Profitable Renovations

In a plunging housing market, renovations can make the difference between getting a great sale price or no offers at all

By doing things right, you may be as successful as Donald and Christine Harvey. The Fairfax, Virginia, couple — she’s a stay-at-home mom to 6-year-old Michael, and he’s a vice president with a large staffing firm — loved their location but weren’t crazy about the builder’s grade fixtures in the home they bought for $525,000 in 1999. So at the end of 2005, they gutted the place and created their dream home. Today, the Harveys live in a five-bedroom, 6,500-square-foot French country-inspired manse complete with a saltwater aquarium and top-of-the-line kitchen.

The national housing market is still a risky business and will probably stay that way for a while. But the Harveys proved that through proper planning you can renovate your home to your specifications and increase its value. They created a luxurious villa that they plan to enjoy for another 10 to 15 years. “Every time we come back to the house, we go ‘Aaahh,’ ” says Christine, smiling. “We just never tire of it.”

In economics, it’s called the law of diminishing returns: The more you put into a project, the less you get back. While every home and community are unique, it’s a sound principle to keep in mind when it comes to home improvement. “The important thing is for the consumer to make sure they don’t over-improve for their area,” says NAR’s Foreman, because buyers compare sales of other homes in the neighborhood to determine a property’s fair value.

It’s usually a better investment to own the least expensive home in a great community than the priciest. “You never want to have the most expensive house around, a $2 million home in a $1 million neighborhood,” says Foreman.

So what should you do? Target your renovations to meet local expectations. Some buyers might expect hardwood floors, but you don’t need to buy wide-plank Brazilian cherrywood. Imported Italian granite in the kitchen is lovely, but it might be overkill if a decent acrylic surface countertop would do the trick.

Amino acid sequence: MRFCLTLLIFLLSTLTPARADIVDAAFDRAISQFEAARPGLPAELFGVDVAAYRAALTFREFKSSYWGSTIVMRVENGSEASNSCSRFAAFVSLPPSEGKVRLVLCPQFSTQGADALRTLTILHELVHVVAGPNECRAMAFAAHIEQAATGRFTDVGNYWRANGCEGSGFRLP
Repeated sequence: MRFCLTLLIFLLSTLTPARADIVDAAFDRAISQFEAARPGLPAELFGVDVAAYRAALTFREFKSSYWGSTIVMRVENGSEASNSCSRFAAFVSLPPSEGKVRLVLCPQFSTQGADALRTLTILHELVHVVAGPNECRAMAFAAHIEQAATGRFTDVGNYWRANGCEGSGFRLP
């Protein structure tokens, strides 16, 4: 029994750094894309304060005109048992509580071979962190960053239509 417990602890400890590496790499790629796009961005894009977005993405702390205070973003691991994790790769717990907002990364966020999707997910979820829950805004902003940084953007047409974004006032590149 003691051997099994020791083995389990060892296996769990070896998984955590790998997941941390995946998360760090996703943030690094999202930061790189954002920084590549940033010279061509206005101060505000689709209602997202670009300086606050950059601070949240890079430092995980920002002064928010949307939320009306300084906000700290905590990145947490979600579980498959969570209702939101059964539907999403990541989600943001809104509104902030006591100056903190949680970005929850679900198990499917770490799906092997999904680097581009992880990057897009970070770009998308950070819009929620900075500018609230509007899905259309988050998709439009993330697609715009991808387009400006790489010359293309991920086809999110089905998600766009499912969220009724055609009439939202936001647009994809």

Spending no more than 25% to 30% of your home’s value on renovations is a rule of thumb, according to John Frazier Sr., owner of John F. Design and Remodel in Portland, Oregon. That means that a tricked-out, $250,000 kitchen may make sense in a $900,000-plus home since it would likely push the selling price into the million-dollar range. But “you never want to put a $250,000 kitchen in a $100,000 house,” advises Tamara Ruffin-Walker, a senior associate vice president with Bethesda, Maryland-based Case Design/Remodeling Inc., the nation’s largest full-service remodeling firm with franchises nationwide. “You should keep with the style and scale of other homes in the neighborhood.”

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  • Laurent

    Nice to know that when Christine Harvey’s bakery went bankrupt and stole my money with goods paid for and not delivered, that my stolen money in her LLC paid for her fancy kitchen. Maybe you should do a follow-up story.